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Washington County Spring Garden Seminar stars Mrs. Know-It All on March 7

Written by Doug Oster on .

DeniseDenise Schreiber is Allegheny County's greenhouse manager and Mrs. Know-It All on The Organic Gardeners Radio Show.The time if right to start thinking about this year's garden and there's no better way than attending the annual Washington County Master Gardener's Spring Gardening Seminar.

This year's keynote speaker is my friend Denise Schreiber, greenhouse manager for Allegheny County Parks and Mrs. Know-It All on The Organic Gardeners Radio show, heard every Sunday morning at 7 a.m. on KDKA radio.

 

Come enjoy Denise Schreiber talk about "The Future of Horticulture and Where We Are" and "Urban Myths and Legends of the Garden. Denise really knows her stuff, is a great speaker and will answer all your garden questions too. She will also have copies of her book, Eat Your Roses.

There will also be workshops being offered, including "Let the Roses do the Work,"  "How to Harvest and Preserve your Herbs," "Make and Take Floral Arrangement," "Crop Rotation in the Home Vegetable Garden," "Cooking Class," "Habitat Gardening," and "Four Season Gardening."

It's only $20! There is an additional $15 fee for the floral arrangement workshop.

The event is March 7, 2015 at the Trinity Middle School 50 Scenic Dr., Washington, PA 15301. All the details are here.

 

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It's time to start seeds! Here's how and some free seeds too

Written by Doug Oster on .

 

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20150225dohomesseeds1Tyler Dixon, greenhouse manager at Soergel Orchards in Franklin Park gets ready to start some 'Tiny Tim' tomato seeds in the greenhouse. Photos by Doug Oster

By Doug Oster Pittsburgh Post-Gazette

20150225dohomesseeds2These lettuce seedlings will go out in the field early in the spring.Sunlight streams through the greenhouse windows at Soergel Home and Garden in Franklin Park as greenhouse manager Tyler Dixon drops small tomato seeds into 72 cell flats. The temperature is in the low 80s,
He fills the flats with a light, organic planting mix from Dr. Earth. After moistening the growing medium, he plunges his fingers “knuckle deep” into the mix to provide a home for the seed, covers them with more mix and then adds a little more water.
The flat is being filled with ‘Tiny Tim’ tomato from Livingston Seed, a diminutive heirloom variety dating back to 1945. The plants only get about 1 foot tall and produce cherry tomatoes all summer long. He’s planning to fill larger containers with ‘Tiny Tim’ for deck or patio growing.
Even though he’s starting some tomatoes now, “the rule of thumb of thumb is to take the average last frost date and count back six to eight weeks,” he says. That means Pittsburghers should start most vegetable and flower seeds anywhere from mid-March to early April. Because every gardener wants the first tomato of the year, a few early varieties can be started soon as well.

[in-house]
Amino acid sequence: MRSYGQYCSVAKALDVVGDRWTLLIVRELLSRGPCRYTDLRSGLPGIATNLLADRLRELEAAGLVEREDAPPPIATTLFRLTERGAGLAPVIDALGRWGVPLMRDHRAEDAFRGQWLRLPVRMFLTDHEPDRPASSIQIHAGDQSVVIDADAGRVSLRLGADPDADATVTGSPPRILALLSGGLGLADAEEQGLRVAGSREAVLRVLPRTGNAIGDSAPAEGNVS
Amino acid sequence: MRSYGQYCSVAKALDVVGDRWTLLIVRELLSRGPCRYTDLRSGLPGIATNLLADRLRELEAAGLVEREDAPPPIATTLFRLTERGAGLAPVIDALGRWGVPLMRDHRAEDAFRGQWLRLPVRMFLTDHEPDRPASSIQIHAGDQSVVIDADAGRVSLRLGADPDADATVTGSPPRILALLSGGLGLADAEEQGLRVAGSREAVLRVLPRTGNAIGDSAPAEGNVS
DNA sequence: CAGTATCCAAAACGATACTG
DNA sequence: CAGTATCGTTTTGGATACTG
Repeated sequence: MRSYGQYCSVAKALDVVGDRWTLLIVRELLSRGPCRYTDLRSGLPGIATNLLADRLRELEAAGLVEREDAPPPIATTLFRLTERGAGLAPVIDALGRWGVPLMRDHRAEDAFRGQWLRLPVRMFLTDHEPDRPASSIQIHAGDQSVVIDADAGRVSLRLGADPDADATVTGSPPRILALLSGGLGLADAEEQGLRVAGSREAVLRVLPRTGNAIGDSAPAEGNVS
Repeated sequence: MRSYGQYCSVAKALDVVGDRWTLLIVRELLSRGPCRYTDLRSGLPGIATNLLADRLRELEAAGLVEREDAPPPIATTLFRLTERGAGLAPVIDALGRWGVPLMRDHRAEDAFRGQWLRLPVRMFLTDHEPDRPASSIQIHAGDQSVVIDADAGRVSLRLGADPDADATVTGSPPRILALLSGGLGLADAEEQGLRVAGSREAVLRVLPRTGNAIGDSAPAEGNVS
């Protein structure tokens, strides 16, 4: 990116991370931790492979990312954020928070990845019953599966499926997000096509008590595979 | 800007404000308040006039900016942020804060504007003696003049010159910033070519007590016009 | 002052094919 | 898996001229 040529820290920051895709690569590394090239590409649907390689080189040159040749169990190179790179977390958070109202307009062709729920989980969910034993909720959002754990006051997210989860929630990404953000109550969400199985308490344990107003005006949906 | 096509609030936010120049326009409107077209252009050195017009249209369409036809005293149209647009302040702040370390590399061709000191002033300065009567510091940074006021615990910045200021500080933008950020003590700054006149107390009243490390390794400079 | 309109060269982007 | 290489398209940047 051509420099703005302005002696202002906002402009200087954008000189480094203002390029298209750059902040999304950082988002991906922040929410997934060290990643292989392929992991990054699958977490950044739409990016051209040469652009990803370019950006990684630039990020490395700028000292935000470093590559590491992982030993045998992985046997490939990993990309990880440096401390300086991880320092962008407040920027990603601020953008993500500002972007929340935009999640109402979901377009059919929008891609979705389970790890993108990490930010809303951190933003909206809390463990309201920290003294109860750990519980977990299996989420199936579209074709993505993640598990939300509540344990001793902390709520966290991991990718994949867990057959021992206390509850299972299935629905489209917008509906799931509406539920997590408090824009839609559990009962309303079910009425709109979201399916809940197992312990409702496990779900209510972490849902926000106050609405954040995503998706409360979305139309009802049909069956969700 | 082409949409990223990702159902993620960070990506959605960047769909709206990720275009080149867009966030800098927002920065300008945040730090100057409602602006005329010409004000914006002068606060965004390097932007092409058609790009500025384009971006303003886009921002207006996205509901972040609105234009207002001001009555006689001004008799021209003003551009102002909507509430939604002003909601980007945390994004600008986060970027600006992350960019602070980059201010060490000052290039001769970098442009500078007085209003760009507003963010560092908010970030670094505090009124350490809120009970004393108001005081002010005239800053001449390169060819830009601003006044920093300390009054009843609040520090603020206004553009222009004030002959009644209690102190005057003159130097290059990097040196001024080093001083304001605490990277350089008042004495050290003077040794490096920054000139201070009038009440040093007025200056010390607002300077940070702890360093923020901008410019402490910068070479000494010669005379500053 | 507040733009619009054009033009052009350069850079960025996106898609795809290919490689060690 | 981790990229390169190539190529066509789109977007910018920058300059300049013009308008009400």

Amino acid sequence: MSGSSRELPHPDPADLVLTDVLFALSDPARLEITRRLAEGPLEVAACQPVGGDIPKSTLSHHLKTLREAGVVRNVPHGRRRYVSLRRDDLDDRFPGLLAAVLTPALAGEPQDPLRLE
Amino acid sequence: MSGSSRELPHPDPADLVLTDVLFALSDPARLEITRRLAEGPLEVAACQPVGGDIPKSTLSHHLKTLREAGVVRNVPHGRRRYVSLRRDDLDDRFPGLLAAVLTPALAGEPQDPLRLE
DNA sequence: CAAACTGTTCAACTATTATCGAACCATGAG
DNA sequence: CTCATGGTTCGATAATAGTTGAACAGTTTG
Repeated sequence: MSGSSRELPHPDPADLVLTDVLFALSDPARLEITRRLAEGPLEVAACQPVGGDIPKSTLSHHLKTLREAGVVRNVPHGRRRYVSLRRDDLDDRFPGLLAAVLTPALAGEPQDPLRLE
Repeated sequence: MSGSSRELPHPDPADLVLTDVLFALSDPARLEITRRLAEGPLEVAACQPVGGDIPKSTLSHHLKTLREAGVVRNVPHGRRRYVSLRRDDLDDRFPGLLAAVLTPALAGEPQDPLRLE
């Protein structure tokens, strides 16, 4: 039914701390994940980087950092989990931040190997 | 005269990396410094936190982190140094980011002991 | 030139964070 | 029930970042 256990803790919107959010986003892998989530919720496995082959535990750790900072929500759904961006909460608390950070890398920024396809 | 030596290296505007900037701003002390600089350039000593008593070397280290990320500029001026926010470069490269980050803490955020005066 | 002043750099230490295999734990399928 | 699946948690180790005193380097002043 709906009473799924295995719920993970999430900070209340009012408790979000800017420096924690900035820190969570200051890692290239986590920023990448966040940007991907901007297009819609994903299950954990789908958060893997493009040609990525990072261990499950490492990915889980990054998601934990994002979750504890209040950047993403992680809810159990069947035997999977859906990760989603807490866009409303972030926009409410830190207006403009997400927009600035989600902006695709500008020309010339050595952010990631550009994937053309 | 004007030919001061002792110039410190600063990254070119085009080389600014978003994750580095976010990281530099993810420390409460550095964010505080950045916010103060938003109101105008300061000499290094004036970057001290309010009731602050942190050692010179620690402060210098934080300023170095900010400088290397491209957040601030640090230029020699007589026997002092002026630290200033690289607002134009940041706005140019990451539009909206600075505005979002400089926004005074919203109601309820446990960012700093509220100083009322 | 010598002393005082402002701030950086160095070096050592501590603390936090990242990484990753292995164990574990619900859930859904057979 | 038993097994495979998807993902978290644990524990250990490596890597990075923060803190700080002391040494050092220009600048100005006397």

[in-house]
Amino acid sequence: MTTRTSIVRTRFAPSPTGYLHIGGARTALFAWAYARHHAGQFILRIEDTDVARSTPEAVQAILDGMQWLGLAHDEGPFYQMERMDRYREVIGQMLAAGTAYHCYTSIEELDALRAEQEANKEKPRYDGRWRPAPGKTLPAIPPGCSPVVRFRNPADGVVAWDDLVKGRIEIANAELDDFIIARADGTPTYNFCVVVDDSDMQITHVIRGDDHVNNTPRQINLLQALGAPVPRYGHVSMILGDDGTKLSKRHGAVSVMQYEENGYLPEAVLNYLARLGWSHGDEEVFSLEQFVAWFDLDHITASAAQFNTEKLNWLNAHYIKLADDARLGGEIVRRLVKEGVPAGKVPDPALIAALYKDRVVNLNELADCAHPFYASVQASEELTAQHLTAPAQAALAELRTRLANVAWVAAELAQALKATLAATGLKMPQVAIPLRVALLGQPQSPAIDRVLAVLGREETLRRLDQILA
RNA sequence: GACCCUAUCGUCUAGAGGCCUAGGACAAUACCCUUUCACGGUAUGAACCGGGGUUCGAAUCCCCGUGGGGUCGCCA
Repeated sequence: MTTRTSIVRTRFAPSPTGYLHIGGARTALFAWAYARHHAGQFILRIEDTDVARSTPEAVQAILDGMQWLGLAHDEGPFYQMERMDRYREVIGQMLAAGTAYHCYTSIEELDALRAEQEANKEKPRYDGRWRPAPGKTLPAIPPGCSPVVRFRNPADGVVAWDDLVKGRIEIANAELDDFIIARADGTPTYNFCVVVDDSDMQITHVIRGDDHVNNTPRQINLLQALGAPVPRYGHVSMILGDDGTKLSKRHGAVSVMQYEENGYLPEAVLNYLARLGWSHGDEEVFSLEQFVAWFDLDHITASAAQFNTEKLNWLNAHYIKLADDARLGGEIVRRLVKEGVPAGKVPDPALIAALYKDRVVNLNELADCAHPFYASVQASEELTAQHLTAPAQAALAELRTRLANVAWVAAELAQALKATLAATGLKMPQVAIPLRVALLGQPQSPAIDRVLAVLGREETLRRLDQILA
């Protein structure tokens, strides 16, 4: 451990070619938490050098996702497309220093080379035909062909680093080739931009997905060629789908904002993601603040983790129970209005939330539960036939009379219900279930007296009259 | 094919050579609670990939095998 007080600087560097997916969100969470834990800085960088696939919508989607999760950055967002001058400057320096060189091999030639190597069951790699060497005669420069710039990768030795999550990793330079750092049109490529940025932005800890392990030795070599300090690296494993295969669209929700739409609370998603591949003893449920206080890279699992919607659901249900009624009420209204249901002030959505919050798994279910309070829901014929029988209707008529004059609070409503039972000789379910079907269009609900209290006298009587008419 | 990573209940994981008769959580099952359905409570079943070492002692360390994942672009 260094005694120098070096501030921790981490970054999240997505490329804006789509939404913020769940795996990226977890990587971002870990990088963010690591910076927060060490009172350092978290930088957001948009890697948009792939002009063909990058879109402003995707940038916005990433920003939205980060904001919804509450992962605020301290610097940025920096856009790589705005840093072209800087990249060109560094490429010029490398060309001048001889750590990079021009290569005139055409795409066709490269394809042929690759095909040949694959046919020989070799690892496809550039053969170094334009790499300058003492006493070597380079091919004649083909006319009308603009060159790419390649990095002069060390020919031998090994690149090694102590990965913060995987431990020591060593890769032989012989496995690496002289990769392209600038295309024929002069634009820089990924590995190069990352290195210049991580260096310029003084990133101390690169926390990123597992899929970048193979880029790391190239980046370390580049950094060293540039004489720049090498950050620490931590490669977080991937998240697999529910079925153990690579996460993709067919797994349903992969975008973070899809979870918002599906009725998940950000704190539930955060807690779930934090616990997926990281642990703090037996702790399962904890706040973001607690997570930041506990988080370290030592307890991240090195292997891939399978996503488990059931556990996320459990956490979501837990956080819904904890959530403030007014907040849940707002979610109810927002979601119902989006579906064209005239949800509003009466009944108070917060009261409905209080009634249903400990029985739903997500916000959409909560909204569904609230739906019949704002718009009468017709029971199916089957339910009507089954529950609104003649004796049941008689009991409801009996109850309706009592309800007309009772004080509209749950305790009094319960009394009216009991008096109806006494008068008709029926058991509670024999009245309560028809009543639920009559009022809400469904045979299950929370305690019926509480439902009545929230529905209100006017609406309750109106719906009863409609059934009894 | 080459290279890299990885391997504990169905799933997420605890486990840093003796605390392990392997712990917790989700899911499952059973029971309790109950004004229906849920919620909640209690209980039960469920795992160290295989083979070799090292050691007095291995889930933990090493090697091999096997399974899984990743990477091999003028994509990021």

One trick Mr. Dixon uses to get seeds to sprout is providing bottom heat. He recommends a flat rubber electric heat mat beneath each flat. Seeds like tomatoes and peppers will germinate much quicker when given warm temperatures.
Mr. Dixon says when the soil is moist and seeds planted, the flat should be covered with plastic so the seeds don’t dry out. Once the seeds sprout, the plastic is removed and the flat is taken off from the heating mat.
Behind him is a large table filled with flats of sprouting lettuce, greens and cole crops like broccoli. They were started weeks ago and will be planted in the garden sooner as a mild frost doesn’t bother them.
Matt Hirsh, greenhouse manager from Chapon’s Greenhouse in Baldwin Borough, grows his vegetable seedlings organically. He keeps them on the cool side after sprouting.
“Once they are up, run them a little bit cooler” -- 50-60 degrees with as much light as possible. Cooler temperatures will keep the plants compact, he added.
Mr. Hirsh recommends a large, south-facing window as a light source, and if that isn’t possible, fluorescent shop lights will keep seedlings happy.
He adds that the seedlings can’t just be planted outside when the weather breaks. They need time to adjust to the fluctuating temperatures, wind and other variables spring has to offer. “Slowly get the plants used to the outdoor conditions, gradually put them out in a partially shaded area and then get them used to the sun,” he said.
The techniques for vegetables works well for most flowers, too. Some smaller seeds that need light to germinate are surface sowed. The seeds are sprinkled on to a planting mix, pushed into the growing medium and then sprayed with a little water. The flat is covered with plastic and placed under lights until germination.
For bigger flower seeds like nasturtiums or black-eyed susan vine, Mr. Hirsh soaks them in water overnight to speed sprouting.
Both greenhouse managers agree that starting from seed gives gardeners many more options in what they grow; they’re not limited to the seedling varieties at garden centers.
“Many gardeners enjoy growing plants that are unique. Sometimes the only way they can do that is starting from seed,” Mr. Hirsh said.


Since 2000, I have been giving away seeds of ‘Limbaugh Legacy Potato Top,’ a great Pittsburgh heirloom tomato. All I ask is that gardeners send back seeds from their ’Potato Top’ tomatoes at the end of the season to keep the project going. For more information, check my garden blog at the end of this column.
To get a small packet (approximately five seeds), send a self-addressed, stamped envelope to: Doug Oster, c/o Pittsburgh Post-Gazette, 34 Blvd. of the Allies, Pittsburgh, PA 15222. The seeds come with instructions for planting and saving the seeds. Be patient: The seeds will be sent out soon as the orders are processed.